Nie Huaisang: k
He peels himself off the floor and walks through the halls, staring straight ahead until the entranceway looms in front of him. Was it always this dark?
"Hey," Jiang Cheng says, sympathy and concern coloring the single word.
"Hey," he responds simply, staring at him for a moment before moving aside to let him in.
"I kinda thought you'd be at home," he admits, following Nie Huaisang into the cavernous entrance. It's too big; the heaviness of wood and dark paint is suffocating.
He shrugs. "I was going through some of...some things with Jin Guangyao," he explains. He's not ready to talk about his brother's possessions like they're not his, not yet- it's going to drown him in choked back grief before he can break free.
Jiang Cheng breathes out heavily. "Fuck, that's rough," he says, at a loss for anything else. Nie Huaisang doesn't blame him- there's nothing anyone can say that would help him right now. "Do you really wanna be sitting here in the dark?"
Maybe it hasn't always been this dark. He wordless flicks the lights on, illuminating the pile of mail he's been ignoring and the deep lines of worry etched into Jiang Cheng's face.
"You look like shit," falls out of Jiang Cheng's mouth before he can stop himself; the horror in his eyes betrays his mistake. But Nie Huaisang is so, so tired of everyone acting like he's a delicate, useless child, he can't help but laugh. It's not joyous; it's a relief, made almost better by the shock on Jiang Cheng's face as he tries to figure out if he fucked up or helped. "Fuck, sorry, I just—"
Nie Huaisang holds up a hand to stop him and takes deep breaths until he's calm enough to speak. "It's fine. At least you're still treating me like myself."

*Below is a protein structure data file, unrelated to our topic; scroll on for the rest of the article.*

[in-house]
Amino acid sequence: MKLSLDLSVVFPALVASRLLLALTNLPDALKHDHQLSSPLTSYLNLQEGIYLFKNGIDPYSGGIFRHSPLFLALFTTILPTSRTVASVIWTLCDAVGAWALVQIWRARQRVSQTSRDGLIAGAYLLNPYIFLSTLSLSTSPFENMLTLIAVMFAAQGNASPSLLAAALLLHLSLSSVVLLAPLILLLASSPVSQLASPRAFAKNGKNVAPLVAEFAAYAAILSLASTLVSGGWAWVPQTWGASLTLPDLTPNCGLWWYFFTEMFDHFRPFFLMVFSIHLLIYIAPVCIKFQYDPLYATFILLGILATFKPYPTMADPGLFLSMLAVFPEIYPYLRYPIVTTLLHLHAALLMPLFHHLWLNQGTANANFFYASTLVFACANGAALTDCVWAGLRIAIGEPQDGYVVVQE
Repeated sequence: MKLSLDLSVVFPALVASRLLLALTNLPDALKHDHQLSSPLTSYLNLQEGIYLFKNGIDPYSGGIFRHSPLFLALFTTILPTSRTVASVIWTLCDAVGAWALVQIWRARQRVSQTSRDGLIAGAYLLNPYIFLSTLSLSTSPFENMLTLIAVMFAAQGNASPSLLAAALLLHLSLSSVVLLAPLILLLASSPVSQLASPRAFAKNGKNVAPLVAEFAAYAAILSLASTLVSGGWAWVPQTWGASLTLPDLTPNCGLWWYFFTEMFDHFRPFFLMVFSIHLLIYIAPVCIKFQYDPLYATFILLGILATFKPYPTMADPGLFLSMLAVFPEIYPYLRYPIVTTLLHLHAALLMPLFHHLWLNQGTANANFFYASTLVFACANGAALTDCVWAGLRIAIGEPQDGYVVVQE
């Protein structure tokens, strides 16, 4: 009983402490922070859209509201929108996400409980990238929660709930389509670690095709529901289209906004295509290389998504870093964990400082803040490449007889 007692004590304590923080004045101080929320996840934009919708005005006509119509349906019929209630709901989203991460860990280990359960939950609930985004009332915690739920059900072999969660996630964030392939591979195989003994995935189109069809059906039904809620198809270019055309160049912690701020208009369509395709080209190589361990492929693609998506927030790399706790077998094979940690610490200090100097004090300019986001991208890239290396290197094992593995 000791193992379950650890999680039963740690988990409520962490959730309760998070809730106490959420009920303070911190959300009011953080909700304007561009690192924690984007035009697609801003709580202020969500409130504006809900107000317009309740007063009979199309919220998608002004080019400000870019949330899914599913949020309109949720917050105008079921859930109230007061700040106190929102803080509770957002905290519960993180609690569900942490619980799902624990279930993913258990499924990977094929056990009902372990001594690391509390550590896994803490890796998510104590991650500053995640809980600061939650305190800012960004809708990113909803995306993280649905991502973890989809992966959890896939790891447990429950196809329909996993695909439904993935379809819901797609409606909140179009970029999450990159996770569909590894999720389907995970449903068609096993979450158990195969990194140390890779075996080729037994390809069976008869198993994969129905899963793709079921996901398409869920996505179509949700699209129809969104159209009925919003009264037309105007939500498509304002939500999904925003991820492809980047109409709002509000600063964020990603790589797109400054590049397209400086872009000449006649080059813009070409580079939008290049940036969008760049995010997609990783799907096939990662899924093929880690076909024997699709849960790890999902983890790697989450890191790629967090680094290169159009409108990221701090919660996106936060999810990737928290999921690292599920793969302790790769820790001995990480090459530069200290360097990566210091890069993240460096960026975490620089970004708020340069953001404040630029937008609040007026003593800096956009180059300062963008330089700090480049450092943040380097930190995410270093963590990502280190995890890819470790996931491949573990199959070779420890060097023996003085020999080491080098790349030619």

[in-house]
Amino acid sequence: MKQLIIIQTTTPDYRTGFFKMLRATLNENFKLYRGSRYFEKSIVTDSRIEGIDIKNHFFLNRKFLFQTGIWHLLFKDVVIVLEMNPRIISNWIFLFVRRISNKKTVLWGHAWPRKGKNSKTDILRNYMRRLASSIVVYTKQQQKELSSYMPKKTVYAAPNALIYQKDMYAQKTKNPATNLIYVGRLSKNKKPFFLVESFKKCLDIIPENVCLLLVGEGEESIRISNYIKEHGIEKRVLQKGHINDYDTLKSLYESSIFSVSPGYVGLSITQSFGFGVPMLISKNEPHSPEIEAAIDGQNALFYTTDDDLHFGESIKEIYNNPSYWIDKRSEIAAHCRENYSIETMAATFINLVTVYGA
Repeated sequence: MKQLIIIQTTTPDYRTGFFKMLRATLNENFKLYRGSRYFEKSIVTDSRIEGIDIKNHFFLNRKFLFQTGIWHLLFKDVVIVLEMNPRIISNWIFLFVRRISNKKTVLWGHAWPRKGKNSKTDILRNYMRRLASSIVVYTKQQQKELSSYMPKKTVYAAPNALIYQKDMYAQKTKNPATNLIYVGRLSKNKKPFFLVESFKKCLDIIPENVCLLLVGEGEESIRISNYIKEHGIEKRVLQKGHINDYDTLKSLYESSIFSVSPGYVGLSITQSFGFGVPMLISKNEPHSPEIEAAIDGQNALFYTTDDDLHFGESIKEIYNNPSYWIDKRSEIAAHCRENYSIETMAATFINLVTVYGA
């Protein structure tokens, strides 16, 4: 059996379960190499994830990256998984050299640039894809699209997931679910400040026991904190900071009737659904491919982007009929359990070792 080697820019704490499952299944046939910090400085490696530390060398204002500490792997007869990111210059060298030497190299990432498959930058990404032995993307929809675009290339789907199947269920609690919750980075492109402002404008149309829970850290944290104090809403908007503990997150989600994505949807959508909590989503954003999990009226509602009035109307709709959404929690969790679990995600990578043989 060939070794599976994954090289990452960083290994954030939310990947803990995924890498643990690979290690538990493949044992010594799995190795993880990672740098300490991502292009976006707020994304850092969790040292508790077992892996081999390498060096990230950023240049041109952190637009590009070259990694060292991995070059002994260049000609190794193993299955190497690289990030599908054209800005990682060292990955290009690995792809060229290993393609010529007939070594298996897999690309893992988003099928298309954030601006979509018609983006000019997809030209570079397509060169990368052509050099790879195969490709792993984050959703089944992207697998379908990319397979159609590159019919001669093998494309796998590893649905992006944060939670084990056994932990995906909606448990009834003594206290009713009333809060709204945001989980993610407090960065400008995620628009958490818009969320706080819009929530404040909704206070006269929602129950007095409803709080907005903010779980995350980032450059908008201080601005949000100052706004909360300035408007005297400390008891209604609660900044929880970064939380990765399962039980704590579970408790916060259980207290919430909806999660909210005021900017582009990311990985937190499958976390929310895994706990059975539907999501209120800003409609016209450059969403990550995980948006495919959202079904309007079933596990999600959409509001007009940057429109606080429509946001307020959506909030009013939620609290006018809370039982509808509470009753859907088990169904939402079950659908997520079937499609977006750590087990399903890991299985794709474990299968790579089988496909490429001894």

"Sorry I'm still an asshole," he says.
He sighs, for lack of anything better to say. He's cried himself out for the next few hours and he doesn't quite want to leave yet, despite the guilt clinging to the empty building, haunting every corner, waiting to strike anew.
He glances over. "Sorry. Lost in thought."
"Do you need a distraction?"
"I don't think so," Nie Huaisang answers, honesty like ash in his mouth.
Jiang Cheng is harsh angles and insecurities, emotionally ill-equipped to comfort anyone, but he's the closest confidant Nie Huaisang has. There's a list of other descriptors he could use, and they all lead back to the same thing, regardless of whether either of them want to put it into words. Seeing a friendly face is only so helpful if they're not the right one, and Jiang Cheng, somehow, is who he needs.
"Just...I don't know. Come sit with me," he asks, turning his back before he gets an answer. All halls lead to sadness and Nie Huaisang wants to push past his guilt while he tries, desperately, to return to the office. Maybe if he makes some progress here, he can keep his nightmares at bay a little longer.
"You don't have to, I dunno, throw yourself into it," Jiang Cheng says, watching him sit down at the desk. "Fuck, I don't know what I'd do if I lost my sister."
He looks at the stacks of papers in front of him and the slowly blinking light of the computer no one bothered to shut down. The drawers are inevitably full of work never to be completed and the only hint of a personal touch is a small framed picture of him and his brother on a camping trip. It was years ago; Nie Huaisang remembers fighting about waking up early enough to drive there and his brother shoving a mug of truly horrible coffee into his hands, before they finally made it on the road. He's too exhausted to cry but the gnawing weight of failure never leaves, and it reminds him that he pushed his brother too far, in the end, and that is why he's alone.